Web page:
This can create challenging situations, as the management team which has built up a business may not be right to take it to the next level for a sale. Simon comments: “It’s best to talk about the exit up front and get everybody on the same page from the start. That gives you a template for later on about what your objectives are. The biggest difficulties occur when people have wildly different expectations and you’re approaching the point of sale and things haven’t been resolved.”

Advisors have an important role to play too. Aleen Gulvanessian, a Partner at law firm Eversheds, says: “You need to be totally ready before the process begins, identify problems early and solve them before embarking on a sale; the cleaner your company appears, the smoother the sale process will be. Even if the buyer is prepared to take certain risks, you need to remove potential liabilities because it does affect the price. Don’t give buyers cause to get nervous.”

Although the latest incarnation of dotcom companies may be proving an exception to the rule, the difference today is that buyers generally want to see real revenue. “It’s much more about what channels you’ve established and what partners you have,” says Paul. “From the exiting party’s point of view, you have to do your homework. If your business neatly fits into the gap of a competitor’s portfolio, you need to be able to explain that with reference to accounts and really show why your company fills the gap in the marketplace or blocks off other competitors.”

The financials and story for growth have to be watertight. “It’s not just about trading,” says Simon. “It’s a question of where a business is pitched in the market, what opportunities it still has and how you can prove those opportunities.”

Please get in touch if you have any comments about the issues raised here.

I hope to see you soon.

Matthew

www.twitter.com/criticaleyeuk

Getting Real Value from M&A

The long expected surge of M&A activity as companies with strong balance sheets picked rivals up on the ‘cheap’ hasn’t come to pass. Good companies have held their value and management teams understandably want to know exactly what they’re buying before putting their reputations on the line by giving the green light to a transaction.

Basic emotions are at play – no one wants to risk overpaying or regret selling too cheaply. Likewise, embarking on a strategic acquisition is tough when markets remain unpredictable and a five-year plan seems too much like a leap of faith.

Christopher Clark, a Partner at BDO Corporate Finance, says: “Lots of companies are looking to do deals but having that sentiment and the confidence to actually execute is the difference at the moment. With the current uncertainty, people are more cautious and are maybe not willing to pay the price in case of obstacles that might come their way.”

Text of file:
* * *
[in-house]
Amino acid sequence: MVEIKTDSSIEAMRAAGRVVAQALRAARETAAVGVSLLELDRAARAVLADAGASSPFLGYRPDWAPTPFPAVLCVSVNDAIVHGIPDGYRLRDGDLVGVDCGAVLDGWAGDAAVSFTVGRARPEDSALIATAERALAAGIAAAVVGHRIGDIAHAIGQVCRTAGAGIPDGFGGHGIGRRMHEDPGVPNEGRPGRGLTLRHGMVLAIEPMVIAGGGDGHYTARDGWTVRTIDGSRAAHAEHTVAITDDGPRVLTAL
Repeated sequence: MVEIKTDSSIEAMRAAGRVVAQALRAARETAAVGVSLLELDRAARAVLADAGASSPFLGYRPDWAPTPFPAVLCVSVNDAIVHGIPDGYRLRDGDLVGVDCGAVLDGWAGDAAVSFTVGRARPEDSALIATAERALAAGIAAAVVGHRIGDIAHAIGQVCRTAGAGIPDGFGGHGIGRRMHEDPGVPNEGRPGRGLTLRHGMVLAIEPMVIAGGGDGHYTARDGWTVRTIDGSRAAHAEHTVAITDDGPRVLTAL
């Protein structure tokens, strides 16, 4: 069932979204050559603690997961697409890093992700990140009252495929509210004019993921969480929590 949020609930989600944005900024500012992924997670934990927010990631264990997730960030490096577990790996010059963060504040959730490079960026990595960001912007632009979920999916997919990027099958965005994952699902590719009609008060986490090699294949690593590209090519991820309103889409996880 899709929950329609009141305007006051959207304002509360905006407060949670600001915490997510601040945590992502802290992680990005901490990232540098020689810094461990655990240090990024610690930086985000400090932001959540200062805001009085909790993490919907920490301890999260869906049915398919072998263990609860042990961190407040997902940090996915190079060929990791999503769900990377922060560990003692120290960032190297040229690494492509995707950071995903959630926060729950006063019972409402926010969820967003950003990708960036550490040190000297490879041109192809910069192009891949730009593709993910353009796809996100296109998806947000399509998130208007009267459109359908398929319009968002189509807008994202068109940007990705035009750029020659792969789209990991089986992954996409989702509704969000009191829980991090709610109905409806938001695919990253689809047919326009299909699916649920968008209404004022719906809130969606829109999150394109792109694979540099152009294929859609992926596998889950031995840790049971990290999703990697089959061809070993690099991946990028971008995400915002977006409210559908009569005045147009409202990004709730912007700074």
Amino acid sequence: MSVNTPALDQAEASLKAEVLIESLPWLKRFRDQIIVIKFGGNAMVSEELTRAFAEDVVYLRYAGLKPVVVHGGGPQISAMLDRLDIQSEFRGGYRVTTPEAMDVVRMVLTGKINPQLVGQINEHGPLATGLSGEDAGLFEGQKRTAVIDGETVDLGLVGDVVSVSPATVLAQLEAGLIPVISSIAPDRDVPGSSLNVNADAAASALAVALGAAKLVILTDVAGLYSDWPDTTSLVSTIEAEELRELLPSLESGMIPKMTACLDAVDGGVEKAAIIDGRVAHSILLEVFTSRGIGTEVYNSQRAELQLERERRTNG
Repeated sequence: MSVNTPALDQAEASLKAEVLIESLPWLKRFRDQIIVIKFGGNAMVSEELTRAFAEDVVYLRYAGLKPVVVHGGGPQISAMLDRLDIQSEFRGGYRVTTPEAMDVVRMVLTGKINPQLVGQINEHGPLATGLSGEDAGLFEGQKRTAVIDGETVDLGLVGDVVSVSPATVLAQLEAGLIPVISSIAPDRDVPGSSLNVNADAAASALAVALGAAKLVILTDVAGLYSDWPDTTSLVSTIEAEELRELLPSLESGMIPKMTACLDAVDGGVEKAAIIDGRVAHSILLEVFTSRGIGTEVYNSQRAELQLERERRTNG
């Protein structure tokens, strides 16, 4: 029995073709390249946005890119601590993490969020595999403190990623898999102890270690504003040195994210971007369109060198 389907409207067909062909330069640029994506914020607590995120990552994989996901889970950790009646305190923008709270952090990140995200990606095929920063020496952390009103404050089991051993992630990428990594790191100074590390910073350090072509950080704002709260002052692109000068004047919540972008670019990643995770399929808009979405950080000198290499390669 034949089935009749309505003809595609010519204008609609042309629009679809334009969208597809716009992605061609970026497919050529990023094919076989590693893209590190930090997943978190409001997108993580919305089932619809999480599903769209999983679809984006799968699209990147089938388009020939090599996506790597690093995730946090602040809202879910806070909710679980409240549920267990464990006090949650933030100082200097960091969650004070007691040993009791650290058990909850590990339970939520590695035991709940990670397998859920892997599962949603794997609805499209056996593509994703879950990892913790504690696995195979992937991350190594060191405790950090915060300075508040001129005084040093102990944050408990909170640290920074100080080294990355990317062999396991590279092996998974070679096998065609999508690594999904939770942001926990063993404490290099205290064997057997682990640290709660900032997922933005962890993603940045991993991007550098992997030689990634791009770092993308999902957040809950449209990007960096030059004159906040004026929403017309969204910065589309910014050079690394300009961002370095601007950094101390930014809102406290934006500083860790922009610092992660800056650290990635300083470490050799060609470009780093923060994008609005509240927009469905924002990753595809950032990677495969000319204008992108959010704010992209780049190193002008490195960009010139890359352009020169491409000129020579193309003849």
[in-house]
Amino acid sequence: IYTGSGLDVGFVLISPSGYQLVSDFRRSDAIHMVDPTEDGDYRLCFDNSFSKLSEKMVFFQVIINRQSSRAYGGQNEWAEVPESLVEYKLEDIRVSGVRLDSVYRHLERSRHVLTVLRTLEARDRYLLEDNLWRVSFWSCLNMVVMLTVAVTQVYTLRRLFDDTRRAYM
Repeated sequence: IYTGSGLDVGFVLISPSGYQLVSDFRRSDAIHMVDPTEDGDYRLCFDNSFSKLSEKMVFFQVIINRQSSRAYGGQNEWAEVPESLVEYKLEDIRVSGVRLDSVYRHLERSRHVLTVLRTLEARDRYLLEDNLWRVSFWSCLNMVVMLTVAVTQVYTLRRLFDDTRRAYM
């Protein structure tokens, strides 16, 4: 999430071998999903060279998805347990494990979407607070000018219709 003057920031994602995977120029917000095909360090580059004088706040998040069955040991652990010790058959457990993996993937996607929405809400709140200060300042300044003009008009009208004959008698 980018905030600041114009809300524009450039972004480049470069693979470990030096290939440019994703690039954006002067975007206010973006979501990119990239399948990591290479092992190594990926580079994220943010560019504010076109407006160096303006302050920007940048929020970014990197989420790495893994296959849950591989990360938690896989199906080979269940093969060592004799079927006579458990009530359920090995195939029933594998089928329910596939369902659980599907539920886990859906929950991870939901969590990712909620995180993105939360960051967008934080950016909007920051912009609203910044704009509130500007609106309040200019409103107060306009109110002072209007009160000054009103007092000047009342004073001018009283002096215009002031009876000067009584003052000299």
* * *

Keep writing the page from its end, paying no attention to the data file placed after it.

As always, the figures have to add up for a deal but the smartest management teams will now place as much importance on the cultural as the financial due diligence. Nigel Guy, Chairman of recruitment group The Cornhill Partnership, says: “Businesses need to look at acquisition targets from two perspectives: how does this change my competitive position… and what does it do for value? Does it make the business more attractive to be acquired down the track and is it going to get the right level of return?”

There has to be a solid case put forward that makes it clear to stakeholders and members of the board how a target complements the business. Jim Wilkinson, Chief Financial Officer at online gambling company Sportingbet, says: “Non-executive directors play an important role in approving a transaction pre-deal… There should also be a strategic overview of why the deal is important and what the acquiring company expects to get out of the transaction – then a consideration of whether this makes sense and its likelihood of realisation.”

Chris Stooke, Chairman of insurance broker Miles Smith, says: “A lot of the success depends on the cultural fit – unfortunately, not enough planning tends to be done around the post-deal implementation period. There can be a lot of focus on completing the transaction but not enough on the first 100 days and the first year is where the acquisition is integrated into the business – people focus on their day jobs but the trouble is that a transaction requires a lot of focus away from the day job to make it work.”